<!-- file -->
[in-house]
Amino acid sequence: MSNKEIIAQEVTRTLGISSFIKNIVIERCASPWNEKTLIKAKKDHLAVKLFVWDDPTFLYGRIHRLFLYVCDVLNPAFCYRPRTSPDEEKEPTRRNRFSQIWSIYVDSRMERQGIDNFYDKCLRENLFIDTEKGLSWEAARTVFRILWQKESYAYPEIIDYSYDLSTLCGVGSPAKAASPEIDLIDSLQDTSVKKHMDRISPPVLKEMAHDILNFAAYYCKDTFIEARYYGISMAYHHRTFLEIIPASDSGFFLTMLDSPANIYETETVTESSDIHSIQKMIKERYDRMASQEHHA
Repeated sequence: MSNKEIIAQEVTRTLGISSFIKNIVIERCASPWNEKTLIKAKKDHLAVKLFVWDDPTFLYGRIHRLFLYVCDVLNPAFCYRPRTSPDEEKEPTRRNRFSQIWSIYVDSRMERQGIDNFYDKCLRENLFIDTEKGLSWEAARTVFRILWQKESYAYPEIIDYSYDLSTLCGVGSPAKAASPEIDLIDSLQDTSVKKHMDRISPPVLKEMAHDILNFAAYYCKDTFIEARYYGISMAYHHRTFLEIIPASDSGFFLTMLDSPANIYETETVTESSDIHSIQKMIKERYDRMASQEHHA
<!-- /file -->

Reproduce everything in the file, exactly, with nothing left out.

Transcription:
[in-house]
Amino acid sequence: MSNKEIIAQEVTRTLGISSFIKNIVIERCASPWNEKTLIKAKKDHLAVKLFVWDDPTFLYGRIHRLFLYVCDVLNPAFCYRPRTSPDEEKEPTRRNRFSQIWSIYVDSRMERQGIDNFYDKCLRENLFIDTEKGLSWEAARTVFRILWQKESYAYPEIIDYSYDLSTLCGVGSPAKAASPEIDLIDSLQDTSVKKHMDRISPPVLKEMAHDILNFAAYYCKDTFIEARYYGISMAYHHRTFLEIIPASDSGFFLTMLDSPANIYETETVTESSDIHSIQKMIKERYDRMASQEHHA
Repeated sequence: MSNKEIIAQEVTRTLGISSFIKNIVIERCASPWNEKTLIKAKKDHLAVKLFVWDDPTFLYGRIHRLFLYVCDVLNPAFCYRPRTSPDEEKEPTRRNRFSQIWSIYVDSRMERQGIDNFYDKCLRENLFIDTEKGLSWEAARTVFRILWQKESYAYPEIIDYSYDLSTLCGVGSPAKAASPEIDLIDSLQDTSVKKHMDRISPPVLKEMAHDILNFAAYYCKDTFIEARYYGISMAYHHRTFLEIIPASDSGFFLTMLDSPANIYETETVTESSDIHSIQKMIKERYDRMASQEHHA